Data is powerful because it allows you to make improvements as you go. Not only does it help you understand your customers’ behavior, but it also enables you to predict market behavior, streamline processes, and answer many of the questions you really need answered as a business.

Although data is powerful, consolidating it when it’s scattered around can be challenging to say the least. This is where Google Analytics comes in: It helps you measure your advertising, website, and social channels’ ROI in one single space. Additionally, Google maintains its king of the search engine market because it adapts and adjusts according to change. Google Analytics 4, or GA4, is Google’s latest addition to its impressive gallery of analytics.

GA4, published in October 2020, marks the software’s most significant change in its history. There’s a lot to learn from it because of its substantial advancements. Although there has been no indication that conventional GA might be phased out any time soon, most businesses are now using GA4. You may be wondering how this will affect your law firm. Its potential effect on your firm is why learning about Google Analytics 4 is both valuable and necessary.

The following sections cover the basics of Google Analytics 4:
● The difference between Universal Analytics and Google Analytics
● Top GA4 features
● “Do I need GA4?”
● Making the switch to GA4

Is Universal Analytics the same as Google Analytics?

Both Google Analytics and Universal Analytics are session-based recommendation models. Without getting into the technology behind them, these models’ main intention is to understand a person’s preferences and find new, desirable content based on their likes, feedback, actions, etc.

However, Universal Analytics is a version of GA that focuses on hits, whereas GA4’s focus is on converting all hits into events. Here’s a quick look at GA4’s new metric:

So, with GA4, every action becomes an event with the purpose of creating more accurate reporting. In addition, GA4 now changes ‘goals’ to ‘conversions.’ Google’s previous limit of 20 goals has changed and increased to a capacity of 30 conversions.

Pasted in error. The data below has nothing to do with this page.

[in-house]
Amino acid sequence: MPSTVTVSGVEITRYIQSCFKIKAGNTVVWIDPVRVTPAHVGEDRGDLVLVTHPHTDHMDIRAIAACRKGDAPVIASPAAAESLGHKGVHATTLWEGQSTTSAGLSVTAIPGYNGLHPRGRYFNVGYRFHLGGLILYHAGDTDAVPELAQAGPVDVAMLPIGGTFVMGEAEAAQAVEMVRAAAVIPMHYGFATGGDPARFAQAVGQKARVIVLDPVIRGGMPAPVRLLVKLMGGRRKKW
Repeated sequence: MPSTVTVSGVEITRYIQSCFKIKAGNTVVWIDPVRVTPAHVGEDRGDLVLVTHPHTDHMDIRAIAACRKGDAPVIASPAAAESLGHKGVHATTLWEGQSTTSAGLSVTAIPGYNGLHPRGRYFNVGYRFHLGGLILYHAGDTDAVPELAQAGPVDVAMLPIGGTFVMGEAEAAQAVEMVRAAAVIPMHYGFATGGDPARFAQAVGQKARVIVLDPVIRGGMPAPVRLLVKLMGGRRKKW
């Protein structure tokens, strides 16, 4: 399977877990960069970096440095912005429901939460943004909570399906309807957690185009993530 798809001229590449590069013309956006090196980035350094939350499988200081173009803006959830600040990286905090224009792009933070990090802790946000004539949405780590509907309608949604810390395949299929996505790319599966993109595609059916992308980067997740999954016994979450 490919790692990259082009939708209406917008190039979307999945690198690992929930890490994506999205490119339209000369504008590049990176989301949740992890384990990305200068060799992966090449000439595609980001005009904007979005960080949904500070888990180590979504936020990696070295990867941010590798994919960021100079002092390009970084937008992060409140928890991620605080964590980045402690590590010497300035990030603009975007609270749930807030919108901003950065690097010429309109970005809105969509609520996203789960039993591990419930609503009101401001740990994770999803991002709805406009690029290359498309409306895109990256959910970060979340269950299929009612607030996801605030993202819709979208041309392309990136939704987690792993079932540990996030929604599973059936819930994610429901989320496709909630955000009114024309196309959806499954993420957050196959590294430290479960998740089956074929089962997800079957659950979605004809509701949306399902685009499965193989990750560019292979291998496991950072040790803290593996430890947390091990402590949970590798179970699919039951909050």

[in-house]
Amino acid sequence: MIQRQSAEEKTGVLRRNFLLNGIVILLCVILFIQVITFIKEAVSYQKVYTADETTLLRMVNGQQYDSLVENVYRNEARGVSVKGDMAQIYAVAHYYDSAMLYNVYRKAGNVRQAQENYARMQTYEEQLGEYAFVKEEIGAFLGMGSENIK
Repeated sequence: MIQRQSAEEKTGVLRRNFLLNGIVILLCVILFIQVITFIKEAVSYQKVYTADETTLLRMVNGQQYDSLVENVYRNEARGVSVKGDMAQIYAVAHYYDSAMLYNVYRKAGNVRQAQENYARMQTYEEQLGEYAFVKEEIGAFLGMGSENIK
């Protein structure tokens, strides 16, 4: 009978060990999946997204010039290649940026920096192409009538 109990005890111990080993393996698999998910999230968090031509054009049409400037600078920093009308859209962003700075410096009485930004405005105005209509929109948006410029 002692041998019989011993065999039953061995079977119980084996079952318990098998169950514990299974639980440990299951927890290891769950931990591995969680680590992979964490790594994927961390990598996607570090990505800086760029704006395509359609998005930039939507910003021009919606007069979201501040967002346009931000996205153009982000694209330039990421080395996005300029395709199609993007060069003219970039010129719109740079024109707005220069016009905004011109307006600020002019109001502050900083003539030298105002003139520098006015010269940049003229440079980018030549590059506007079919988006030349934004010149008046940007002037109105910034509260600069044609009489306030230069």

Top GA4 Features You Can Expect

Although GA4 has many features, these are the most groundbreaking:

● Event-based tracking: As noted earlier, GA4 focuses on events rather than sessions, page views, etc., and the new metric’s focus is solely on events and parameters.
● Combined App + Web view: The time has come for those who have been looking forward to consolidating their reporting on web and app performance in one place! With GA4, there’s no longer a need to pull these reports from different locations.
● Predictive reports: Predictive reports rely on ML, a branch of AI (artificial intelligence), which uses data to understand human behaviors better and gradually improve accuracy.
● Privacy: As well as collecting data, you can hand-pick which users to collect data from while ensuring you remain compliant with privacy laws and regulations.
● Free BigQuery Report: BigQuery is a cloud data warehouse that lets you run highly performant queries on large datasets. Before, this was only available for Google Analytics 360, but today even free users can leverage BigQuery.

“Do I need GA4?”

Perhaps this is the question running through your mind now. Although the answer may be yes, it
really depends on what you use GA for now.

However, if you have any of the following, or a combination of the following, chances are you
should opt for GA4:

  • Website
  • Social channels such as Instagram, Facebook, Twitter, etc.
  • An app
  • Emails, newsletters, for example.
  • Paid advertising efforts
  • Organic search results
  • Affiliate marketing / partnerships

If you said yes to having any or a combination on the list, then you should probably opt for GA4. This raises the next question, how can firms make the switch?

Here’s How Firms Can Make the Switch to GA4

Are you or your digital agency using Google Analytics? If so, there is good news: the analytics property that you are accustomed to will stay unchanged and continue to collect data. For example, the admin panel will still allow you to access your Universal Analytics view.

With that said, here’s how to create a new GA4 data stream for your Universal Analytics account:

1. Go to your Google Analytics account
2. Select ‘Admin’ in the bottom left-hand sidebar
3. Check the correct account is selected in the ‘Account’ column (to the left)
4. In the ‘Property’ column (to the right), select the Universal Analytics property collecting data
5. Click ‘GA4 Setup Assistant’
6. Below ‘I want to create a new Google Analytics 4 property’, click ‘Get Started’
7. Select ‘Create Property’

It’s that simple to create your new GA4 property.

Takeaway:

As a law firm, analytics is one of your most powerful marketing tools because the data speaks specifically to your firm. GA4 will give you even better answers to questions such as what your target audience is like, how they behave, and how they travel around your website, among others.

At the end of the day, better analytics insights mean better and smarter marketing and business decisions. Ultimately, this is what drives big search engines like Google to constantly adapt and evolve over time.

If you decide that moving to GA4 is in your firm’s best interest, now’s the time to switch, and we can help you get the most out of your new data